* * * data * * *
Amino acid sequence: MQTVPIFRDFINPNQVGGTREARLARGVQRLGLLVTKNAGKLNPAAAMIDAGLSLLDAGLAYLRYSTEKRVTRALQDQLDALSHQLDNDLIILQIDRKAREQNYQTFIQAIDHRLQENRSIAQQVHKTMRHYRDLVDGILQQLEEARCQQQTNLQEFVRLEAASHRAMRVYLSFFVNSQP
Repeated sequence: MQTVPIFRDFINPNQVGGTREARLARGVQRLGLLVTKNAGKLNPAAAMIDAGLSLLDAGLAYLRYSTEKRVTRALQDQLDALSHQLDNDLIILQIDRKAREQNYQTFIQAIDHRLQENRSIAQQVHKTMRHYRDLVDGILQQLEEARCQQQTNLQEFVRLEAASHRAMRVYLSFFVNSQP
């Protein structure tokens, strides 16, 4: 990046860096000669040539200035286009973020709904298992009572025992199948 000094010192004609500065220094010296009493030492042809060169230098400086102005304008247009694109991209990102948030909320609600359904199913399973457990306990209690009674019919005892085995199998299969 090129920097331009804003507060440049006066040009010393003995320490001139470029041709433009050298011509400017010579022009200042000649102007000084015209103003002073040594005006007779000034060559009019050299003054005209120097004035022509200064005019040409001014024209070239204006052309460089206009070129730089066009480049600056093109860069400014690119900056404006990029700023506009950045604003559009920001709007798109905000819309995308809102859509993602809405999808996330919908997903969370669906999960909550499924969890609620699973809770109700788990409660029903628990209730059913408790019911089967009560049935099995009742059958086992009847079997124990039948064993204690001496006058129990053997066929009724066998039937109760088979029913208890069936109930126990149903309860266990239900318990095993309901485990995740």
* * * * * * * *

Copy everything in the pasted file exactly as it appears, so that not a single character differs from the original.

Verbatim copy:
Amino acid sequence: MQTVPIFRDFINPNQVGGTREARLARGVQRLGLLVTKNAGKLNPAAAMIDAGLSLLDAGLAYLRYSTEKRVTRALQDQLDALSHQLDNDLIILQIDRKAREQNYQTFIQAIDHRLQENRSIAQQVHKTMRHYRDLVDGILQQLEEARCQQQTNLQEFVRLEAASHRAMRVYLSFFVNSQP
Repeated sequence: MQTVPIFRDFINPNQVGGTREARLARGVQRLGLLVTKNAGKLNPAAAMIDAGLSLLDAGLAYLRYSTEKRVTRALQDQLDALSHQLDNDLIILQIDRKAREQNYQTFIQAIDHRLQENRSIAQQVHKTMRHYRDLVDGILQQLEEARCQQQTNLQEFVRLEAASHRAMRVYLSFFVNSQP
């Protein structure tokens, strides 16, 4: 990046860096000669040539200035286009973020709904298992009572025992199948 000094010192004609500065220094010296009493030492042809060169230098400086102005304008247009694109991209990102948030909320609600359904199913399973457990306990209690009674019919005892085995199998299969 090129920097331009804003507060440049006066040009010393003995320490001139470029041709433009050298011509400017010579022009200042000649102007000084015209103003002073040594005006007779000034060559009019050299003054005209120097004035022509200064005019040409001014024209070239204006052309460089206009070129730089066009480049600056093109860069400014690119900056404006990029700023506009950045604003559009920001709007798109905000819309995308809102859509993602809405999808996330919908997903969370669906999960909550499924969890609620699973809770109700788990409660029903628990209730059913408790019911089967009560049935099995009742059958086992009847079997124990039948064993204690001496006058129990053997066929009724066998039937109760088979029913208890069936109930126990149903309860266990239900318990095993309901485990995740």